Riverwood volleyball player Kaylah Jackson gets ready to hit the ball in a match in 2018.

The Riverwood volleyball team won 25 matches and the Region 6AAAAA title and advanced to the semifinals of the Georgia High School Association (GHSA) Class 5A playoffs in 2018. The Raiders are back on the court and have won seven of their first eight contests.

Leading the efforts has been senior outside hitter Kaylah Jackson, who leads the team in kills (55), digs (52) and aces (12). She had a team-high 11 digs and 10 kills for a double-double in the team’s 2-0 victory at Mount Vernon Aug. 20.

“Kaylah continues to be one of the team's most vocal leaders,” said Riverwood head coach Nikia Bynum-Isler, who is also Jackson's mother. “She's a student of the game and shares a wealth of knowledge with her teammates and demonstrates her knowledge when she plays. Kaylah is extremely versatile and cerebral.”

Riverwood graduated four seniors from its 2018 squad, which means increased responsibilities for Jackson on and off the court.

“Everyone believed that was our core group, but we’ve had some girls come up from the junior varsity and ninth-grade team this year that are very athletic and always willing to learn,” she said. “This year we have great chemistry and have a positive group of girls that work hard everyday in practice. When it comes to game time, we have such great chemistry and fight hard for each other. Some days are long but we come back to practice and work to improve so our next match will be successful.”

Jackson has served as a mentor to the younger teammates.

“This is my senior year, so I’m trying to end on a good note,” she said. “There are some girls still trying to learn the game, so I’m trying to be a big sister and help them play at the competitive varsity level. I want to answer their questions and build them up emotionally and physically because sometimes their confidence can be shot.”

Bynum-Isler added that “Kaylah pushes her teammates to be better every play and every day by congratulating them on their successes and holding them accountable. She is mature beyond her years and is a fierce competitor on and off of the court.”

Jackson honed her skills this offseason playing for the renowned A5 South club volleyball team in the summer.

“This was my first year playing at the open level, which is the highest one in club volleyball,” she said. “Training was rigorous and playing at a high level is a learning experience. I watched great players all summer who had already been at the open level and saw how they played to apply it to my play. It made me more of a cerebral player.”

The offseason training has translated to success as a Riverwood player.

“I worked on my consistency and fine tuning certain things like receiving serves, hitting and reading the game,” Jackson said. “I’m mentally and physically preparing myself for the next level. I’m more than a power hitter, I see the court and try to make shots. I look to identify the weaker passers when serving to set up my teammates up.”

Jackson believes that the Raiders are primed to make another run in the postseason.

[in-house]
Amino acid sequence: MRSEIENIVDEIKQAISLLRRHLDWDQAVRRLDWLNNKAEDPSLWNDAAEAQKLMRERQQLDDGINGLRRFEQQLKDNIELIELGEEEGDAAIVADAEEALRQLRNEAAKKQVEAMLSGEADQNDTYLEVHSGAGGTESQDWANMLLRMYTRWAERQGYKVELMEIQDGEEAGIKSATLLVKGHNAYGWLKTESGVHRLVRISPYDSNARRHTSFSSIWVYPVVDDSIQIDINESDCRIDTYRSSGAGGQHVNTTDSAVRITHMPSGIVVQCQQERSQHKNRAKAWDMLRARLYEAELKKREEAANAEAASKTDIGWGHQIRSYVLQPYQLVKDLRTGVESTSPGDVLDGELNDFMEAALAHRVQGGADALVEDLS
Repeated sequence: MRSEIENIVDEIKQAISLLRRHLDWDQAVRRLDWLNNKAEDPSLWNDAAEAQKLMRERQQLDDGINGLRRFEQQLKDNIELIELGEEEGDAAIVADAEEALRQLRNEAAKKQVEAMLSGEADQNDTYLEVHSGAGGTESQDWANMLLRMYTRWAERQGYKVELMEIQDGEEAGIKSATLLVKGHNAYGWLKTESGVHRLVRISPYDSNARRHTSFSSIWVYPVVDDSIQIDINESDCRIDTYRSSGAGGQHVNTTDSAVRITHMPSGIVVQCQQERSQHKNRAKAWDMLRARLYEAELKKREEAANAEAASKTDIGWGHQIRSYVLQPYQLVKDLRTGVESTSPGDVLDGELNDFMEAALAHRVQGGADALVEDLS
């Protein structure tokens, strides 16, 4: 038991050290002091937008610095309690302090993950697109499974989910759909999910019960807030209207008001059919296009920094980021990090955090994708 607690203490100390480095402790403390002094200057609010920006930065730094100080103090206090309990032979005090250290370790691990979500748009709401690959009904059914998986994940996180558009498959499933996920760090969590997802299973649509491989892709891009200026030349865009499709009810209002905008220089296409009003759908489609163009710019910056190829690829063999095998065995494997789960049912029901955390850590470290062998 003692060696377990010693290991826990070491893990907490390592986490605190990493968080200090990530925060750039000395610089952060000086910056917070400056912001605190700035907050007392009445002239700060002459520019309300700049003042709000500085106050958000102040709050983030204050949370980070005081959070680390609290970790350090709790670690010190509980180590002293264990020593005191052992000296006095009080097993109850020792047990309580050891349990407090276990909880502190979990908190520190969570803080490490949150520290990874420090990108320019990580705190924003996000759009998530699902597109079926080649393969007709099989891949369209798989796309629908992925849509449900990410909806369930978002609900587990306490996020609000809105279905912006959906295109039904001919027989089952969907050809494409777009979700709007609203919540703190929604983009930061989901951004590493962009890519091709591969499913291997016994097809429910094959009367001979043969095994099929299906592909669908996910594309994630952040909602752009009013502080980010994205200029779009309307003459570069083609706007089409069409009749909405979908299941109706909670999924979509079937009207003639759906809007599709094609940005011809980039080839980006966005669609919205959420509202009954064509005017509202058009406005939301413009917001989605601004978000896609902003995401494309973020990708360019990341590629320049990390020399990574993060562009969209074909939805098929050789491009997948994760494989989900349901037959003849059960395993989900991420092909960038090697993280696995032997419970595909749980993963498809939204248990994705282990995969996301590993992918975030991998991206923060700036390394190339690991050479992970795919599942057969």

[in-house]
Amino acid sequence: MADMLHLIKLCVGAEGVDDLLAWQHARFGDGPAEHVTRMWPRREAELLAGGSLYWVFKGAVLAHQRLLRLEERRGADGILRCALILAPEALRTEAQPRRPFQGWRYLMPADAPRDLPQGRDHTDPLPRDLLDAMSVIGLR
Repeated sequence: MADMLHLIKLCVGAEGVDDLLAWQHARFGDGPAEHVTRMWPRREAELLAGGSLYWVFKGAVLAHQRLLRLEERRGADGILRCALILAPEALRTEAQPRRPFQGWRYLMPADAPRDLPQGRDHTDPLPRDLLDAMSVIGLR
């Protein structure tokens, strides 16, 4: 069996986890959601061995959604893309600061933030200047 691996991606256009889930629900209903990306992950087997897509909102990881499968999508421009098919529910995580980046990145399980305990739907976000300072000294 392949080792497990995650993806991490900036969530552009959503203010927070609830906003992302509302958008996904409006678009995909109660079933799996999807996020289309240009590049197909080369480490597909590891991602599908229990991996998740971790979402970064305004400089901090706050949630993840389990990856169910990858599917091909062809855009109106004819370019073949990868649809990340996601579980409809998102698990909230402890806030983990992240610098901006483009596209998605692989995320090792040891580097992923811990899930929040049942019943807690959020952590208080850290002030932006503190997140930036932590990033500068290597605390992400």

“I give my all and don’t go by the title of being a captain or senior,” she said. “I want to be a teammate and play every game like its my last. Last year we held each other accountable and were mentally tough. We matured and been so close the past few years. This year we’re trying to make it all the way.

"We’re going to play tough teams that are going to pressure us. We have to learn to fight through that, get a side out and not harp on mistakes and points that we lost before. We've been doing well and this year we can do it. We’re athletic and just have to continue to grow and come together.”

Jackson, the daughter of Jerry Jackson and Bynum-Islar, began playing competitive volleyball at age 10.

“I like the team aspect and being on the floor with people who have the same drive and competitiveness,” she said. “You learn from interacting with each other as people and how to deal with the mental pressure of the sport. Automatically when you face challenges you’re scared and have fear but you have to fight through it “

Playing for her mother has also been a unique experience for Jackson.

“It's actually not that bad,” she said. “She treats me like every other player and pushes me. She’s always been supportive and a great coach. She introduced me to the game and taught me everything that I know. She’s still coaching me everyday and I’m still learning from her. She’s my coach on the court and my mother off the court.”

Jackson, who had a 3.9 grade point average through last semester and lists sports medicine as her favorite class, will be a member of the HOSA - Future Health Professionals organization this academic year and continue her career collegiately at Austin Peay State University.

“The recruiting process was stressful because it's where I’m going to be spending the next four years of my life,” she said. “I talked with my parents and decided on Austin Peay. It was the best decision for me. They have a great volleyball program, strong academically and still close to home. It was the perfect fit for me.”

Riverwood returns to action Aug. 29 at Pace.


(0) comments

Welcome to the discussion.

Keep it Clean. Please avoid obscene, vulgar, lewd, racist or sexually-oriented language.
Don't Threaten. Threats of harming another person will not be tolerated.
Be Truthful. Don't knowingly lie about anyone or anything.
Be Nice. No racism, sexism or any sort of -ism that is degrading to another person.
Be Proactive. Use the 'Report' link on each comment to let us know of abusive posts.
Share with Us. We'd love to hear eyewitness accounts, the history behind an article.